When determining the amount of alimony, there are 12 or so factors that the court is required to consider. Factors include the ability of the party seeking alimony to be wholly or partly self-supporting, the time necessary for the parties seeking alimony to gain sufficient education or training to enable that party to find suitable employment, the standard of living that the party’s established, the duration of the marriage, the monetary and non-monetary contributions of each party to the wellbeing of the family, the circumstances that contributed to the estrangement of the parties, the age of each party, the physical and mental condition of each party, the ability of the party from whom the alimony is sought to meet their own needs while meeting the needs of the parties seeking alimony, any agreements between the parties, and the financial needs and financial resources of each party, including all of the income and assets, any awards in the divorce case, the nature and amount of financial obligations of each party, and the rights of each party to receive retirement benefits. Then, the final factor is whether the spouse who was a resident of a related institution as defined in the health article and from whom alimony is sought can become eligible for medical assistance earlier than would otherwise occur.

In relation to the answers to the 12 factors, the question that the court also has to deal with is whether they’re going to award temporary alimony, which can last two to five years, or permanent alimony, which can last indefinitely if the spouse needs more assistance. There are some issues that are considered in terms of the educational level of one of the spouses. Let’s say a doctor marries someone who doesn’t have the same level of training and then ends up supporting that person permanently. Also, people who are older or who have medical problems can get permanent alimony, while people who need additional training to get back on their feet can get temporary alimony.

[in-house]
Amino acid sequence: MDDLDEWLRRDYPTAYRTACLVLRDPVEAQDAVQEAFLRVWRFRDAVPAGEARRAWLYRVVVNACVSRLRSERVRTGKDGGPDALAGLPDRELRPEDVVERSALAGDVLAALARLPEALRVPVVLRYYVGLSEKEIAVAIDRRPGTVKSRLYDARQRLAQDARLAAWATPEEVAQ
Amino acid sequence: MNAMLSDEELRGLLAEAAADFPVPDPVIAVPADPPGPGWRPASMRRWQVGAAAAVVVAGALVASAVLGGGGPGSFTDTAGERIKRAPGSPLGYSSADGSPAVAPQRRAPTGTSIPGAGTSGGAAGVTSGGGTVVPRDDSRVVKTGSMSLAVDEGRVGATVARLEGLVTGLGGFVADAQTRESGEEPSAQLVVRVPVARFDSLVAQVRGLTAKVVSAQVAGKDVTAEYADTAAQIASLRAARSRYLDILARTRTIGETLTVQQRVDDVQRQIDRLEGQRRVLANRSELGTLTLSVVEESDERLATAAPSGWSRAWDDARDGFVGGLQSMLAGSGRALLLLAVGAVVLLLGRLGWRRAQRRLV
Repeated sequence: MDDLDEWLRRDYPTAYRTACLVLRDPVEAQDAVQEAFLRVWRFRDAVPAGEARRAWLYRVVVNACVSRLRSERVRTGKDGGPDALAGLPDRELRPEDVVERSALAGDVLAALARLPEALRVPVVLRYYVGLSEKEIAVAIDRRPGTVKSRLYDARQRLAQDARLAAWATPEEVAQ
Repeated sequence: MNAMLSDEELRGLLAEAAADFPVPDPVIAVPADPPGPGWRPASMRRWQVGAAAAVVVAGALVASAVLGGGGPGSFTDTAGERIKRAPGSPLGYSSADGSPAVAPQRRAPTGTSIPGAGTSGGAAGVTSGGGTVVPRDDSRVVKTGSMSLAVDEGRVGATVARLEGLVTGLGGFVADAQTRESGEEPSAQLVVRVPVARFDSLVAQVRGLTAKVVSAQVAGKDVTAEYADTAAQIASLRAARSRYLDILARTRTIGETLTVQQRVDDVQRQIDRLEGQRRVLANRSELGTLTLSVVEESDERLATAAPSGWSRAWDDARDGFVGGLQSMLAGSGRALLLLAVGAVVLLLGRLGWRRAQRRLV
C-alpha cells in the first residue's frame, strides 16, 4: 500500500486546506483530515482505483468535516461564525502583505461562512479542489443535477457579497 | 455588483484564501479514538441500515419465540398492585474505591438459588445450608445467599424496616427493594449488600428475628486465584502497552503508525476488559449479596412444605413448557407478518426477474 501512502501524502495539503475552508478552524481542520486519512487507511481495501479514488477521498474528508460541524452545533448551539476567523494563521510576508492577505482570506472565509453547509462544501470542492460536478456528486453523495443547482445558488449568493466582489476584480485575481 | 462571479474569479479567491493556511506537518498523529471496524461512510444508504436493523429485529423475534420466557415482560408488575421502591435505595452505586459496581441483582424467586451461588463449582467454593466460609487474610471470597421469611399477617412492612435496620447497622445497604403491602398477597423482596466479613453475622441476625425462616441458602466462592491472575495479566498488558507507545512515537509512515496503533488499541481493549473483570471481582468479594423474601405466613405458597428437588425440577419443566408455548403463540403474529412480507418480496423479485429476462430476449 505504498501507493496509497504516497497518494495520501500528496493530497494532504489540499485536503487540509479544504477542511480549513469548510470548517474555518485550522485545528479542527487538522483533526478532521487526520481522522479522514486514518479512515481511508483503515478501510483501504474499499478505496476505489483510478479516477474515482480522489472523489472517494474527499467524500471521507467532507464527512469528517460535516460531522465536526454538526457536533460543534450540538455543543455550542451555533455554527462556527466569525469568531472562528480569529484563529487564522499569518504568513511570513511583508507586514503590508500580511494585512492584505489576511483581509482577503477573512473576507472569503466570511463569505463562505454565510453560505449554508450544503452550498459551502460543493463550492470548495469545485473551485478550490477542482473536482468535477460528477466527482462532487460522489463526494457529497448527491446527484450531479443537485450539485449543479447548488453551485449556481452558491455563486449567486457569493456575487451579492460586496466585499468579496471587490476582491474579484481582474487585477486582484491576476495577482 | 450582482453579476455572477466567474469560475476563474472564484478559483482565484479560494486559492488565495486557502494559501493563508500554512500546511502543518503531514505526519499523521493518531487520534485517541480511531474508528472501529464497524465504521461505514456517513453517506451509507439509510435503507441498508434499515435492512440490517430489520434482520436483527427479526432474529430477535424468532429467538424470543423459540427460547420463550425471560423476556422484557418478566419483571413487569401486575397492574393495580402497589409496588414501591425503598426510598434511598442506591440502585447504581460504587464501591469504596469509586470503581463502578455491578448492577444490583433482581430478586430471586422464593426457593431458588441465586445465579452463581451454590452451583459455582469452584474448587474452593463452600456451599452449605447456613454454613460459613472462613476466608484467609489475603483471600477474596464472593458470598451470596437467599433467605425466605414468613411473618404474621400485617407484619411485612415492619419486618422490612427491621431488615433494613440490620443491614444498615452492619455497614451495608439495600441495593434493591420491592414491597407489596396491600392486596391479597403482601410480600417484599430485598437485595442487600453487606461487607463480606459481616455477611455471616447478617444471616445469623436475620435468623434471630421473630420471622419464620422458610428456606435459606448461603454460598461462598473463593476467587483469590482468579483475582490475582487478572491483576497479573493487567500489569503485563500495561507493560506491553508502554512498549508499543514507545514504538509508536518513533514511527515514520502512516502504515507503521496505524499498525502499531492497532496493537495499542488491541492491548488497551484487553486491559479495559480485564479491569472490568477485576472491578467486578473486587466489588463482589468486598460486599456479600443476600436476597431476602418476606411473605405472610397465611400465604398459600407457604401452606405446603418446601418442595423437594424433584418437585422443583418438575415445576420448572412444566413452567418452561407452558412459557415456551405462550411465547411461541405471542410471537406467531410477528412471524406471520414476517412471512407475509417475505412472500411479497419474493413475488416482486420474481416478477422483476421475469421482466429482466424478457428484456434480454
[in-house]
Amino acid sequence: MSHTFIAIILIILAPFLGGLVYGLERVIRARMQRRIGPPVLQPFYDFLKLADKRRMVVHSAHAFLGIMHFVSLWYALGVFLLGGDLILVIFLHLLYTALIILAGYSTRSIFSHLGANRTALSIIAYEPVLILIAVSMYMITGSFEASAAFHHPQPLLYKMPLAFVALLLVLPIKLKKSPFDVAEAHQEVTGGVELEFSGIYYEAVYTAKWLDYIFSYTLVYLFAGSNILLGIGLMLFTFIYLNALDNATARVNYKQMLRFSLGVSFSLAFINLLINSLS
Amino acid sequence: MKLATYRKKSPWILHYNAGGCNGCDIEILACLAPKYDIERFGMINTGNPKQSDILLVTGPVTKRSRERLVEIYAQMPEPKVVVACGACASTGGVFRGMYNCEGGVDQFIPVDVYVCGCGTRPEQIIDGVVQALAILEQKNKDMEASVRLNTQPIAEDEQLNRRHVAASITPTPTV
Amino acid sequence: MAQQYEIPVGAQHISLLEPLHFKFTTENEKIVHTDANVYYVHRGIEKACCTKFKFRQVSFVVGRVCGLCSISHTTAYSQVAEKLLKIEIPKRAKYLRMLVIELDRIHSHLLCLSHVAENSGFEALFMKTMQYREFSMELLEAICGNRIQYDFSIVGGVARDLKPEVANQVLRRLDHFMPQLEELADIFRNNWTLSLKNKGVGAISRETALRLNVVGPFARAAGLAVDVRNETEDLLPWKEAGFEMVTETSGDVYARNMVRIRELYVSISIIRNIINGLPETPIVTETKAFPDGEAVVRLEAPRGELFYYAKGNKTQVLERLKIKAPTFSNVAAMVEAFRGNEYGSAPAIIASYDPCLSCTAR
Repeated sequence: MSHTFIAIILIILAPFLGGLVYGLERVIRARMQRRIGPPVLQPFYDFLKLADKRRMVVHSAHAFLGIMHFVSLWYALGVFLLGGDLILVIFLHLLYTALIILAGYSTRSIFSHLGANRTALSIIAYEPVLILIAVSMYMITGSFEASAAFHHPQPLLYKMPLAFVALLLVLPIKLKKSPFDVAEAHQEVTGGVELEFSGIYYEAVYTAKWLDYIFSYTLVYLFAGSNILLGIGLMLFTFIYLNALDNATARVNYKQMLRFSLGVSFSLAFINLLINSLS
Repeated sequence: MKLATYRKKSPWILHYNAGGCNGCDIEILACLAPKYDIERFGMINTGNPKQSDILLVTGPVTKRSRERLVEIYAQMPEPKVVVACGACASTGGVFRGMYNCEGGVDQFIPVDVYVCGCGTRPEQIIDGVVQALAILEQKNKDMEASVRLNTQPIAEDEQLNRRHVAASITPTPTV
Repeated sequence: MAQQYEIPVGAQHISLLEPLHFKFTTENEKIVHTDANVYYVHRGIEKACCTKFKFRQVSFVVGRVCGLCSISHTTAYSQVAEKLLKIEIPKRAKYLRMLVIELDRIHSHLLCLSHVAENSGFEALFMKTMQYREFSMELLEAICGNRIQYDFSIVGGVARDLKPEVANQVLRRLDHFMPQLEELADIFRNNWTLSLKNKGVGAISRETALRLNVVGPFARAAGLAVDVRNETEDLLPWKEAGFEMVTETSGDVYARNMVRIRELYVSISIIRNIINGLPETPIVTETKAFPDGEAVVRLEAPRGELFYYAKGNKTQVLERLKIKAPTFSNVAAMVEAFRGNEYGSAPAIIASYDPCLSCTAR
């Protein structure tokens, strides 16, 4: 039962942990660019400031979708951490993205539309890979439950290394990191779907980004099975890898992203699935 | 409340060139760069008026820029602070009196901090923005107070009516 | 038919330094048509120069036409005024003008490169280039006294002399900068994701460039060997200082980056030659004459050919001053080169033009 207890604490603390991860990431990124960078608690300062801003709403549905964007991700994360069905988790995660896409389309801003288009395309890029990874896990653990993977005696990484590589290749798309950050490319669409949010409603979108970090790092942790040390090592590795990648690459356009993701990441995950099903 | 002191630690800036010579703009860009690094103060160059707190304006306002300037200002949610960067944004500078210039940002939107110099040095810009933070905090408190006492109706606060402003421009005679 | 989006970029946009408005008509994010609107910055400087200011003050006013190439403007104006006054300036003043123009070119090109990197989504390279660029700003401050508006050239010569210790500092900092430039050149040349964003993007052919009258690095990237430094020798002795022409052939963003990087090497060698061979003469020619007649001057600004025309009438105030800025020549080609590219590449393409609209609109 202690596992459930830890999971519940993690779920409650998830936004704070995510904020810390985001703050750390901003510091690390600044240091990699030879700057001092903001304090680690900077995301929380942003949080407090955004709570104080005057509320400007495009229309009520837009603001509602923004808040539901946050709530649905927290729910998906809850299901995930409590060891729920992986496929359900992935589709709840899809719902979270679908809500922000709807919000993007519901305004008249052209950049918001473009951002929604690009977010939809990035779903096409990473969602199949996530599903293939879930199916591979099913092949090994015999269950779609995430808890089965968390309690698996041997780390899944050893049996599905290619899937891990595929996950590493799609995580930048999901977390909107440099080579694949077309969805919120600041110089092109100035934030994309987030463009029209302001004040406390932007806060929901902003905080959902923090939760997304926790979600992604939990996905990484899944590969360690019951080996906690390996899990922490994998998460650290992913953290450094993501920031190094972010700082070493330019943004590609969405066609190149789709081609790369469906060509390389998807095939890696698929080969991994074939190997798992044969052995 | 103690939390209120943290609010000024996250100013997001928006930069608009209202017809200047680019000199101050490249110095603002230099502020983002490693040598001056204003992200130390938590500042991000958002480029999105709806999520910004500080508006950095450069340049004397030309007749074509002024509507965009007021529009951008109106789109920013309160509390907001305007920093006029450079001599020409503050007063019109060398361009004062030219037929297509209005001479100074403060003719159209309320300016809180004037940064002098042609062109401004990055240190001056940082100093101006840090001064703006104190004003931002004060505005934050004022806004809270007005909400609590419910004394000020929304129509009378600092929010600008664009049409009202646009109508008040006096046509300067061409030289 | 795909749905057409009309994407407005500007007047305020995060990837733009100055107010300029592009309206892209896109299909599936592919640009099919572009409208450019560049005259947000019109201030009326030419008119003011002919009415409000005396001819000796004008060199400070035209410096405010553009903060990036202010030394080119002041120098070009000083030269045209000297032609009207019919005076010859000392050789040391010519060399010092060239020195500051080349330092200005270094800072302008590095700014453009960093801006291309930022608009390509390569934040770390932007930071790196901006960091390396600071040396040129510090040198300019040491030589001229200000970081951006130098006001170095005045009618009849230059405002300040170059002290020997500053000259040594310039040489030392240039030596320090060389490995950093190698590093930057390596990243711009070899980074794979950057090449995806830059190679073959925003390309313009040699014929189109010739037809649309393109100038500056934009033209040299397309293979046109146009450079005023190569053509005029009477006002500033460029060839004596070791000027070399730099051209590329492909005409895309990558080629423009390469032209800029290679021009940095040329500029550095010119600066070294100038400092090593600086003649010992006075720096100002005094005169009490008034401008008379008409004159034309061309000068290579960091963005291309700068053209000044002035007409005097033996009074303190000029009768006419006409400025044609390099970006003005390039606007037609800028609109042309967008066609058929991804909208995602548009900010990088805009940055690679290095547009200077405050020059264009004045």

Alimony takes on different forms, but usually the person who is paying alimony would have to have enough income to pay it. In some cases, the alimony is paid by covering the mortgage for the family home or something of that nature, so it’s an open field of how that spousal support is paid or what is paid for.

For more information on Spousal Support in a Maryland Divorce Case, an initial consultation is your next best step. Get the information and legal answers you are seeking by calling (240) 331-0083 today.


Attorney Andrei Blakely spent nearly ten years as a journalist before settling down to practice family law in Baltimore and Montgomery County in Maryland. Attorney Blakely’s clear and straightforward communication gives a fresh perspective on topics critical to many Maryland families while rendering obscure and complex legal concepts accessible and empowering for his readers.